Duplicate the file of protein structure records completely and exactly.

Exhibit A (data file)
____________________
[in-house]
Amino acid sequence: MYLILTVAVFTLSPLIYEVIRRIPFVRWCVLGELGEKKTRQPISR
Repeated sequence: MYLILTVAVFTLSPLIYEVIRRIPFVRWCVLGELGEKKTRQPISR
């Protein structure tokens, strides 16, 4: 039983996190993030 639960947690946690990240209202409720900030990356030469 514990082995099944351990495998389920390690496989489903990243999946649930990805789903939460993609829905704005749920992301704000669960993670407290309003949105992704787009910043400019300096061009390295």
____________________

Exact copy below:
[in-house]
Amino acid sequence: MYLILTVAVFTLSPLIYEVIRRIPFVRWCVLGELGEKKTRQPISR
Repeated sequence: MYLILTVAVFTLSPLIYEVIRRIPFVRWCVLGELGEKKTRQPISR
């Protein structure tokens, strides 16, 4: 039983996190993030 639960947690946690990240209202409720900030990356030469 514990082995099944351990495998389920390690496989489903990243999946649930990805789903939460993609829905704005749920992301704000669960993670407290309003949105992704787009910043400019300096061009390295």